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New Survey Of Teens And Parents Reveals Driving Habits, Differing Perceptions

DEARBORN, Mich., June 11, 2013 /PRNewswire/ -- 
  • Survey commissioned by Ford shows parents and teens wrongly perceive the winter months to be the most deadly time for teens on the road
  • 76 percent of teens and 83 percent of parents consider the dangers of distracted driving to be comparable to drunk driving, yet parents are 40 percent more likely to check their phones while driving than their teenage children
  • Parents are concerned about their teens having safe driving habits, but only 26 percent of parents surveyed use a safety device to reinforce safe driving habits
  • Survey shows risks differ between genders; teenage boys are more likely to engage in aggressive driving behaviors, while teenage girls are more likely to engage in distractions that are social in nature

As summer begins, what can be the most fun season of the year for teens can also be the riskiest. A new survey conducted by Penn Schoen Berland and commissioned by Ford reveals new insights about teen driving habits and perceptions. The survey polled teen drivers and parents, and reveals some surprising results.

According to a Ford analysis of National Highway Traffic Safety Administration data from 2007 to 2011, summer months had the highest number of teen driver fatalities. For 2011, the latest data available, there were 358 teen driver fatalities in traffic crashes during June, July and August, as compared to 271 teen driver fatalities during the winter (December, January and February). But the survey results of 500 teens and 500 parents show more than half of teens (66 percent) and parents (58 percent) believe winter is the most dangerous season for teens on the road.

Distracted driving

Distracted driving is a growing concern for parents. The new survey shows teens engage in several distracting activities while behind the wheel, such as:
  • 62 percent of teen drivers admit to being distracted by others in the car
  • 61 percent of teens admit to eating or drinking while driving
  • 42 percent of teens say they turn up the radio so loud they can't hear vehicles nearby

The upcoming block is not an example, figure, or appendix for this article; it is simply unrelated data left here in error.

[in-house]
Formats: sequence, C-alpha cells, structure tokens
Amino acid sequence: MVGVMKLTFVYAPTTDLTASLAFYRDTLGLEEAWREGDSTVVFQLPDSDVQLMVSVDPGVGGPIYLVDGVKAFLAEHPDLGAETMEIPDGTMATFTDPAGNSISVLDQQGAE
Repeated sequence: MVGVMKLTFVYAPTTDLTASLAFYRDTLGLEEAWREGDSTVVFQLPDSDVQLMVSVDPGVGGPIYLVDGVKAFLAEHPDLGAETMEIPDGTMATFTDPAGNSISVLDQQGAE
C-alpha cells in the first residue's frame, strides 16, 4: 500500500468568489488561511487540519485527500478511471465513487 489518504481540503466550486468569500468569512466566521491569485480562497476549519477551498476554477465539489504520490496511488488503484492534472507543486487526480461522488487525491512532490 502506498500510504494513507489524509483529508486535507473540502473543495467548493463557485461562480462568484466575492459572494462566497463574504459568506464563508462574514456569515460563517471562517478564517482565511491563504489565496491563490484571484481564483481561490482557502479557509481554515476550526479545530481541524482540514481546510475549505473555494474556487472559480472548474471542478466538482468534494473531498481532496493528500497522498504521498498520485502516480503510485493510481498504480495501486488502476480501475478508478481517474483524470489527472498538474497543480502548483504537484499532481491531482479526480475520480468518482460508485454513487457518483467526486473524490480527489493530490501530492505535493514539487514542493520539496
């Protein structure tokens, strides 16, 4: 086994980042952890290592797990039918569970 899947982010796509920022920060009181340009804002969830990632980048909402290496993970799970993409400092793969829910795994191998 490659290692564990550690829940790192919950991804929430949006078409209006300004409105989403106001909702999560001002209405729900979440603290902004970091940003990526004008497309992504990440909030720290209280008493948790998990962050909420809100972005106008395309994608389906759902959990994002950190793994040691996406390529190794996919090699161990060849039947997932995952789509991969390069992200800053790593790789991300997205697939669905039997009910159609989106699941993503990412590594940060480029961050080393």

• 51 percent of teens say they listen to an iPod or MP3 player

Yet only 26 percent of parents use a device to enforce driving rules or restrict cell phone use for teens while they are driving, according to the survey. Ford's MyKey ® technology, now enabled on more than 6 million Ford and Lincoln vehicles in the United States, is designed to limit distractions and focus attention on helping teens build safe driving habits. For more information on Ford MyKey, visit

"Ford has a long record as a safety leader, and continues to work through many channels to help address the risk factors associated with inexperienced drivers," said Steve Kenner, global director, Automotive Safety Office, Ford Motor Company (NYSE: F). "Features such as MyKey and programs such as Ford Driving Skills for Life help parents and teens as they develop the skills needed to control a vehicle, detect hazards and assess driving situations."

Boys versus girls

Teenage girls are perceived to be safer drivers than teenage boys by both teens and parents, according to the study. Other results show:
  • Boys are considered to be more aggressive drivers, according to 87 percent of girls, 78 percent of parents and 73 percent of boys
  • Boys are considered more likely to drink and drive, according to 80 percent of girls, 72 percent of boys and 72 percent of parents
  • Boys are considered more likely to speed, according to 81 percent of girls, 77 percent of boys and 75 percent of parents
  • Girls are considered more likely to use their phones while driving, according to 81 percent of boys, 78 percent of girls and 67 percent of parents

The survey also found that despite reporting lower rates of the riskiest behaviors overall, parents are 40 percent more likely to check their phones while driving than their teenage children (28 percent of parents compared to 20 percent of teens).

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